Injaz Qatar: Women top in pursuing entrepreneurship
June 27 2016 09:30 PM
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Injaz Qatar CEO Emad al-Kharja delivers a speech during the recent launching of the “Injaz Ambassadors” programme.

More than half of the start-ups under Injaz Qatar’s “Company Programme” are run by girls, revealing a growing trend among young Qatari women pursuing entrepreneurship, an official said.
Injaz Qatar CEO Emad al-Kharja said the Company Programme is a “business” competition for young entrepreneurs, which offers an opportunity for students to experience real life business applications, develop an enterprise, and present actual business plans and prototypes of their offered products or services.
“Our programmes are open to both genders. However, we notice that schools for girls are more receptive. According to our gender score, the number of girls has been increasing over the past years,” he told Gulf Times.
“The start-up companies set up by girls represent an estimated 67% of the entire pool of such initiatives in our Company Programme, and this is massive. This happened even without any direct encouragement. 
“They are more receptive, which is why we want to target more schools for girls, including universities to encourage their female students to join our programmes, and this is what we’re planning to do,” he explained.
During the Company Programme, which is run in countries all over the world, the students experience the entire lifecycle of a start-up venture as they develop a business idea, devise business plans, and produce and sell a product or a service, al-Kharja said. 
The initial Company Programme journey in Qatar ends with Mubadara, the awards ceremony that is held under the patronage of the Minister of Education and Higher Education during which the local annual winners are announced, he noted.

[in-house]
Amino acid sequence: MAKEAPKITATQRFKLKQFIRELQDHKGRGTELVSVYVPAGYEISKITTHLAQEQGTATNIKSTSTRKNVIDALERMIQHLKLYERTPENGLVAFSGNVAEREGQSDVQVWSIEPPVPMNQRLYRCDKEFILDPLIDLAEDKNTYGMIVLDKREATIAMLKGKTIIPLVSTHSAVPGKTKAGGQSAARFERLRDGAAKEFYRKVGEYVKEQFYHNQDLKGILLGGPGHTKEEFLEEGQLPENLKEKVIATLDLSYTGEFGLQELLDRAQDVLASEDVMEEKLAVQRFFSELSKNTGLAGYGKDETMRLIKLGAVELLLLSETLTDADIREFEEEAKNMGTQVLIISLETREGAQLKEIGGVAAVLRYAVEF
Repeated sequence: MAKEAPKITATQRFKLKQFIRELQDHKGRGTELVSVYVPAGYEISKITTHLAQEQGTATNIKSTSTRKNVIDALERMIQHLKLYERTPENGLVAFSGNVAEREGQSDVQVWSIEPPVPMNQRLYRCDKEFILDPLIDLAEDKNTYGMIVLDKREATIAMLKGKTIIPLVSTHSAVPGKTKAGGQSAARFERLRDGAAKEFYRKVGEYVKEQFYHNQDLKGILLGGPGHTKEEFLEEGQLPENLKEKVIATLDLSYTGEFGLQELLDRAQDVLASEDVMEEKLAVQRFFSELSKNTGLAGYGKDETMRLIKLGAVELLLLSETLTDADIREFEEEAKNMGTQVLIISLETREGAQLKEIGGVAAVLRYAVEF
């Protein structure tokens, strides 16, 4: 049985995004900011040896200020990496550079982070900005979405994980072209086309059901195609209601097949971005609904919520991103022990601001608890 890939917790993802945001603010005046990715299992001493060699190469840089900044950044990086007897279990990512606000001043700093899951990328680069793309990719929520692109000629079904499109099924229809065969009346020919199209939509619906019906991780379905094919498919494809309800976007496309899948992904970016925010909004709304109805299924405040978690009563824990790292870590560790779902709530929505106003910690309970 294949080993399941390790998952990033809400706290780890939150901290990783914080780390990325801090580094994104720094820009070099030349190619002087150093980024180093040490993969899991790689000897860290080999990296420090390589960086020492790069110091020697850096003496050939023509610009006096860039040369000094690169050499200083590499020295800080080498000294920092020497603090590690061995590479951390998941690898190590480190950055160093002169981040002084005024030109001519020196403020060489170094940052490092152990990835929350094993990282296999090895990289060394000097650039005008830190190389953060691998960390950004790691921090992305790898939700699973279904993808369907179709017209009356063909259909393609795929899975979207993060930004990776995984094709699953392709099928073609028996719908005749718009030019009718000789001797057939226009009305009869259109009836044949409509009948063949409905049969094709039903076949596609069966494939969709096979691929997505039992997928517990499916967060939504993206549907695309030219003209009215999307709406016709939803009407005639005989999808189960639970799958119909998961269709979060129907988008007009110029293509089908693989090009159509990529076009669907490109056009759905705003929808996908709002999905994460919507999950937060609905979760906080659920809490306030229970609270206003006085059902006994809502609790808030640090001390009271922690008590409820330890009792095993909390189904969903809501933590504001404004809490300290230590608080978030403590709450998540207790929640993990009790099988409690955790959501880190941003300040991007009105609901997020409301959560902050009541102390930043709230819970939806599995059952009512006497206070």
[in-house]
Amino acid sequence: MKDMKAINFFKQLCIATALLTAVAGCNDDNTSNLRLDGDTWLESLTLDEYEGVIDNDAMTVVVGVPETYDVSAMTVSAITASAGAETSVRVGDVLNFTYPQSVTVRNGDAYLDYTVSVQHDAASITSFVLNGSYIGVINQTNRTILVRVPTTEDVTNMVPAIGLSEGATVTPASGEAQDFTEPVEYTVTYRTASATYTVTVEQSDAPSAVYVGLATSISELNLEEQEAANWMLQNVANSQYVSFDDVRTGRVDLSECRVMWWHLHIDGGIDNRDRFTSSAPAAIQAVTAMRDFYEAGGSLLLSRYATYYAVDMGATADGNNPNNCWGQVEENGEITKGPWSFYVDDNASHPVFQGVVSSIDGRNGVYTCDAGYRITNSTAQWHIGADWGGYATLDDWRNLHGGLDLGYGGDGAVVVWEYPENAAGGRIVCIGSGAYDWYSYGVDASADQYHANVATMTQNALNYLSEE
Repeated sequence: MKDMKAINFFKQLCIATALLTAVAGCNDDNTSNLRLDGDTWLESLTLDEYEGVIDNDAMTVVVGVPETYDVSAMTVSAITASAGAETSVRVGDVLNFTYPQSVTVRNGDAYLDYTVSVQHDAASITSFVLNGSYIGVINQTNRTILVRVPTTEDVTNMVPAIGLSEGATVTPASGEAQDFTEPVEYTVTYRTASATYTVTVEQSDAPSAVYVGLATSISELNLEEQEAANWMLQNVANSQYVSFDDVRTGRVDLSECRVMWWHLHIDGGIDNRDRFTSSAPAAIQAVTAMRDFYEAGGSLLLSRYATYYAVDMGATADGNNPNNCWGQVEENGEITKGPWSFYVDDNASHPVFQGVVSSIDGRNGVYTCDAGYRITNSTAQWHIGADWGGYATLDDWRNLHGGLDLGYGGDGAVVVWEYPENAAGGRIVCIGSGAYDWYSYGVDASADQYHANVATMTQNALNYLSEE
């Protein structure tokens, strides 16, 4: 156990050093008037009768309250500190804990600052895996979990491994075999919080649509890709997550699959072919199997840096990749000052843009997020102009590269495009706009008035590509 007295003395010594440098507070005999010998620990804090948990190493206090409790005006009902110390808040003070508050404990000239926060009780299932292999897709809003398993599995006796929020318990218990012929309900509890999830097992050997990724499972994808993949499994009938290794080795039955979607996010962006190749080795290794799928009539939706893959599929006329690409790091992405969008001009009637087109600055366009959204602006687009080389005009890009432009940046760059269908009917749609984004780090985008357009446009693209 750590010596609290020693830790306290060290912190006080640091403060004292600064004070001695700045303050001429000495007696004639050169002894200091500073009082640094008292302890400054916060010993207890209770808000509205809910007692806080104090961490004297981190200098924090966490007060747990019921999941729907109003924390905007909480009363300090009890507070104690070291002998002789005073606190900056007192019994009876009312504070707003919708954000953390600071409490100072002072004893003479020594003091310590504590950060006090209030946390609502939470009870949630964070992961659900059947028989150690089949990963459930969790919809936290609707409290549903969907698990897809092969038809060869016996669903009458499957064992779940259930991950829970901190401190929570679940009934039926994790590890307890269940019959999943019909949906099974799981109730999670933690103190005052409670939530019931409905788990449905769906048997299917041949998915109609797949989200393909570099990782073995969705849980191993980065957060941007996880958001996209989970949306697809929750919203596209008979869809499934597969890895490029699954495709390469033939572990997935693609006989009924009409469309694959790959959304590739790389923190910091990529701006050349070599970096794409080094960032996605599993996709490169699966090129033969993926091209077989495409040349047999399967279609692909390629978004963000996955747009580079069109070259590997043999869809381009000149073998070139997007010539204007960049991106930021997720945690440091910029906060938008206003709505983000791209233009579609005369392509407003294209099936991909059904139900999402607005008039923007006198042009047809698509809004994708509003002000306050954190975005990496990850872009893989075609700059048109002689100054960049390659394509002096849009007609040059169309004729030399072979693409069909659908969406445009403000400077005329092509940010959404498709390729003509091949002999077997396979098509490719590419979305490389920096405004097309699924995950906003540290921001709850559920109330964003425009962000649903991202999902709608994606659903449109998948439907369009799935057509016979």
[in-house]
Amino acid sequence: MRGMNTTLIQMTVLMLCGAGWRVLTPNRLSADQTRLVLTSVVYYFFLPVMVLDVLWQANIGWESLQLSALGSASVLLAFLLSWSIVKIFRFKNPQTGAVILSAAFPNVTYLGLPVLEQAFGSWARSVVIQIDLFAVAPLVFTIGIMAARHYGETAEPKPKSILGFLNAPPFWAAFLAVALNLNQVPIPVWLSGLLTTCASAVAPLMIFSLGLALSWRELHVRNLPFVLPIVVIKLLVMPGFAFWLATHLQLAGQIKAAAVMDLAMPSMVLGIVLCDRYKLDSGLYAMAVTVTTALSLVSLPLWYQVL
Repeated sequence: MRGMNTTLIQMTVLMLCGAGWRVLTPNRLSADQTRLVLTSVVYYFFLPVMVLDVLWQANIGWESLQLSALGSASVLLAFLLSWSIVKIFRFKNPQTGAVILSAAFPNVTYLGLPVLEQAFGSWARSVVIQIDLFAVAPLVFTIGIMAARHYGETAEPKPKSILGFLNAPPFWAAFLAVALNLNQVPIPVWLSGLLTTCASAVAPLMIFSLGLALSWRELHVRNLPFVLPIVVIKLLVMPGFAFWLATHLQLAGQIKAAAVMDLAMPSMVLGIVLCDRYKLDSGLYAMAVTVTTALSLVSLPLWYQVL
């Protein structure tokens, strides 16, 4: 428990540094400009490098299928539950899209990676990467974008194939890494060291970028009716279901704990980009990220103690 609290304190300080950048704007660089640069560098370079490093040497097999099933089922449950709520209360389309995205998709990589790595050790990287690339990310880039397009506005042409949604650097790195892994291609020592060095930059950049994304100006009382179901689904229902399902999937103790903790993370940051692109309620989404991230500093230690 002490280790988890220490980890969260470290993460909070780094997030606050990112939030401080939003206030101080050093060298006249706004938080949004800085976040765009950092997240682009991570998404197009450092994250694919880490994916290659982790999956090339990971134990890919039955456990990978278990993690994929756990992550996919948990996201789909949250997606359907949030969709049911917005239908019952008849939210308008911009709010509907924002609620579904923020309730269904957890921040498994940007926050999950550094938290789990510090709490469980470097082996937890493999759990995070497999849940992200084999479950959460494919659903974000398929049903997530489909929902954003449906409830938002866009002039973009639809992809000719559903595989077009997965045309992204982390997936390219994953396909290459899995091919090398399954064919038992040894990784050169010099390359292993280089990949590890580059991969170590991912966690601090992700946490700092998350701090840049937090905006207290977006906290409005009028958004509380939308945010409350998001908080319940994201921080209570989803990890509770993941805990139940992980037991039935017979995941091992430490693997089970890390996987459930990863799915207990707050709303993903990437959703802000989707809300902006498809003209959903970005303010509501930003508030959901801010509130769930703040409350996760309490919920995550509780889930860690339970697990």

Also, al-Kharja said Injaz will reach out to more girl students in high schools to encourage them to start their own businesses. Injaz, he added, will also help train them on how to set up a company.
“In my experience in past one year, girls have been more receptive and welcoming of the idea of entrepreneurship, and they are more committed. I think the word there is commitment,” he said.
Asked which sectors attract women entrepreneurs, al-Kharja said: “I think they have ideas related to all sectors whether it’s digital, Information Technology (IT) or tech-based, and science, or even in fashion.”
He added: “A lot of their ideas vary and they have different views, innovations, and creativity; and they’re more committed to finding solutions to everyday challenges as well, so that’s also great.
“I think girls are capable of accomplishing almost anything – they have no limits. And we try as much as possible to link them with certain organisations that can help them further, whether it is a science club or the HBKU research centre and similar agencies.”




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